Pakistan Denies It Harbors Qaeda Fighters

Pakistani protesters torch an effigy of US President George W. Bush and a US flag as they protest against the execution of former Iraqi President Saddam Hussein during a protest in Karachi, 12 January 2007.
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Rejecting the U.S. intelligence chief's accusations that Pakistan is harboring al Qaeda and Taliban leaders, Islamabad said Friday it remains committed to fighting international terrorism and extremism.

Pakistan's Foreign Ministry said in a statement that U.S. National Intelligence Director John Negroponte's claim that Pakistan represents a major source of Islamic extremism and a refuge for top terror leaders is "incorrect."

"In breaking the back of al Qaeda, Pakistan has done more than any other country in the world," the statement said.

Later, Pakistani President Gen. Pervez Musharraf said in statement released after a meeting with U.S. Assistant Secretary of State Richard Boucher in Islamabad on Friday that his country maintains "unwavering commitment to fight extremism and terrorism."

Pakistan and the U.S. appear to be heading towards another bitter disagreement over the extent to which al Qaeda has positioned itself in the south Asian country, making it the hub of its activities, reports CBS News correspondent Farhan Bokhari.

Negroponte said in testimony before the Senate Intelligence Committee on Thursday that "eliminating the safe haven that the Taliban and other extremists have found in Pakistan's tribal areas is not sufficient to end the insurgency in Afghanistan, but it is necessary."

Negroponte's statement contended that al Qaeda's main network operated out of Pakistan.

NATO and the Afghan government say Taliban and al Qaeda guerrillas are launching attacks on U.S.-led coalition forces in Afghanistan from neighboring Pakistan. Violence rose sharply in Afghanistan in 2006, with militants killing about 4,000 people in what was the deadliest year since the U.S.-led coalition swept the Taliban from power in 2001.

U.S. officials have said they believe al Qaeda leader Osama bin Laden and other top terror commanders are taking refuge in the region, likely on the Pakistani side of the border. Pakistan has repeatedly rejected such claims.

"As part of international coalition against terrorism, our efforts are also helping the international community to counter this grave danger," the Pakistani statement said. "When Mr. Negroponte mentions the capture and killing of hundreds of al Qaeda members since 9/11, he should acknowledge the efforts of the country that made this possible."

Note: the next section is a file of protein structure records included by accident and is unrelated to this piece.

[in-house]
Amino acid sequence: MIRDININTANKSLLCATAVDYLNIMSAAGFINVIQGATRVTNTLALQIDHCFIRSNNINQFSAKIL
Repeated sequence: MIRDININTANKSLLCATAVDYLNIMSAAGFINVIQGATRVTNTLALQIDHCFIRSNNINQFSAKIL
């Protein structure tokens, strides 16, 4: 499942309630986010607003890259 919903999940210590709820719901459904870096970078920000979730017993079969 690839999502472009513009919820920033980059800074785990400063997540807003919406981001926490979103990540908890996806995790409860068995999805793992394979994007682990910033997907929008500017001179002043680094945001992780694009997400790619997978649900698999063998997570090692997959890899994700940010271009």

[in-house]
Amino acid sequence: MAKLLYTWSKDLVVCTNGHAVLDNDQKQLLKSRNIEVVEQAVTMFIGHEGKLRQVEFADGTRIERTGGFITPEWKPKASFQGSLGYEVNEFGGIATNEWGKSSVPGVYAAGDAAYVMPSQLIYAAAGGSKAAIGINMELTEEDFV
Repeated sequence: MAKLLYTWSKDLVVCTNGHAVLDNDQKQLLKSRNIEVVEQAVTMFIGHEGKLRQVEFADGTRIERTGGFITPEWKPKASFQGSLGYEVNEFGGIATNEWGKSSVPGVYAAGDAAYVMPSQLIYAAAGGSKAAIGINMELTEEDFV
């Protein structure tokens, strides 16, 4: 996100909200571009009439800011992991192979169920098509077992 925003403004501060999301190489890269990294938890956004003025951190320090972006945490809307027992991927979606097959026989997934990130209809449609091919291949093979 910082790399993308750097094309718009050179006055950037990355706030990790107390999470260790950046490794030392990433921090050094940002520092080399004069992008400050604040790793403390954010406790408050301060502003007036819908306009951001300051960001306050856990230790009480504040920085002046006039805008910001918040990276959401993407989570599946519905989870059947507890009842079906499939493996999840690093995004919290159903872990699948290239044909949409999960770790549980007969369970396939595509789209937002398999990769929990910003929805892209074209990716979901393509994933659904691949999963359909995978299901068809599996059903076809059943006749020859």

Pakistan became a U.S. ally in the war against terrorism after it severed support for the Taliban militia in the wake of the Sept. 11, 2001 attacks in the United States.

"Pakistan remains committed to fighting international terrorism and extremism. In this endeavor, the focus must always remain on cooperation instead of questionable criticism," said said Tasnim Aslam, Pakistan's foreign ministry spokeswoman in the statement.

The latest exchange between the two countries appeared to underline an underlying discomfort between Pakistan and the U.S., says Bokhari.

Diplomats based in Islamabad said Negroponte's remarks seemed to underline U.S. frustration over Pakistan in spite of Washington's recognition of the support it has received from Pakistan. Last year, a growing number of suicide attacks in Afghanistan prompted claims from western officials, including U.S. officials, that Pakistan had failed to curb the flow of "Taliban" suspects who allegedly routinely cross over the border with Afghanistan.

"Many of these 'Taliban' suspects are involved in attacks on western troops. This must cause a lot of frustration in Washington," said one Arab diplomat in Islamabad, the Pakistani capital, who asked not to be named.

Pakistani officials said Negroponte's remarks appeared to overlook the failure by US and Afghan security troops in curbing militancy in Afghanistan.

"It's the failure of the U.S. in tackling militant movements which continues to keep groups like al Qaeda alive," said a Pakistani government official who asked not to be named. "Rather than pointing fingers at Pakistan, the Americans should ask themselves, why is it that they have not been able to curb this problem, five years after the war on terror was launched?"

Boucher praised Pakistan's commitment against terrorism.

"The U.S. is clearly following a two-track policy with Pakistan," the Arab diplomat told Bokhari. "It knows there is a big problem, but it doesn't want to break off the relationship with Pakistan so it occasionally also commends Pakistan."